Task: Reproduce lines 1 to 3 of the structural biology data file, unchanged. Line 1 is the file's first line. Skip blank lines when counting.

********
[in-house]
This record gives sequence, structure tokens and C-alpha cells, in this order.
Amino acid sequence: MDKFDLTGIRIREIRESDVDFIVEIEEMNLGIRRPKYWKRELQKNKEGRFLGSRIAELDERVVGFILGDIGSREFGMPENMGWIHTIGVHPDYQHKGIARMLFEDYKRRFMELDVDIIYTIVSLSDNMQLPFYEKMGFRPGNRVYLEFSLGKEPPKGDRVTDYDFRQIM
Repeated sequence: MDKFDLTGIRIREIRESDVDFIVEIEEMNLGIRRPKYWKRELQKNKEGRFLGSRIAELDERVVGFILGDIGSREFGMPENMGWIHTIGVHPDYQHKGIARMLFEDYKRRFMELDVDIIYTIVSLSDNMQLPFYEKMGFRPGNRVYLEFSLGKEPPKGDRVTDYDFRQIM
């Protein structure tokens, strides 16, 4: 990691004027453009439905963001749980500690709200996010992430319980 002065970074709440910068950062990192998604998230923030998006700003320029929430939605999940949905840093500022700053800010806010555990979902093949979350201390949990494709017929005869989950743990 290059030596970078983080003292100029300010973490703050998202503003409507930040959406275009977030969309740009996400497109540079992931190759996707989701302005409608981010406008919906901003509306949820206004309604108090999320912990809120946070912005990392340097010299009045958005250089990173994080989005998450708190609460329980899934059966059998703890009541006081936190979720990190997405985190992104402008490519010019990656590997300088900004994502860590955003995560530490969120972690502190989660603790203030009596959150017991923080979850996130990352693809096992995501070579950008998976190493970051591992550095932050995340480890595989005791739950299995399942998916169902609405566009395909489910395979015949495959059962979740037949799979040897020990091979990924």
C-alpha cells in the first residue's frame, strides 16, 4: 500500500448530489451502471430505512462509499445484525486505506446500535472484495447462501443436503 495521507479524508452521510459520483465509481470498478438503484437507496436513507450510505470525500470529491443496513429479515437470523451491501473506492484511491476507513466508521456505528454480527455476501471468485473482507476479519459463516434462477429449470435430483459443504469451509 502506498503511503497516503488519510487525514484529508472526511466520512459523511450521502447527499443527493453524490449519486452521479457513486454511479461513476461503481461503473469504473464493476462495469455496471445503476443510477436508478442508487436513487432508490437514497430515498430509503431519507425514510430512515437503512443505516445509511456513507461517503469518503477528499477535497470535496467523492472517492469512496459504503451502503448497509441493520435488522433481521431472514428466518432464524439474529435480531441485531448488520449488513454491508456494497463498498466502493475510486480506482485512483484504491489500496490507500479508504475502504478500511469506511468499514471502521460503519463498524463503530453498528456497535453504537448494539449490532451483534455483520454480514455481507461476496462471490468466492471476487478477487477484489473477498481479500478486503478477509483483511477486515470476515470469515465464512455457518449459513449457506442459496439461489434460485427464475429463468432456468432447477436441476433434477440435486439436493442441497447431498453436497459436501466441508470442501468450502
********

[in-house]
This record gives sequence, structure tokens and C-alpha cells, in this order.
Amino acid sequence: MDKFDLTGIRIREIRESDVDFIVEIEEMNLGIRRPKYWKRELQKNKEGRFLGSRIAELDERVVGFILGDIGSREFGMPENMGWIHTIGVHPDYQHKGIARMLFEDYKRRFMELDVDIIYTIVSLSDNMQLPFYEKMGFRPGNRVYLEFSLGKEPPKGDRVTDYDFRQIM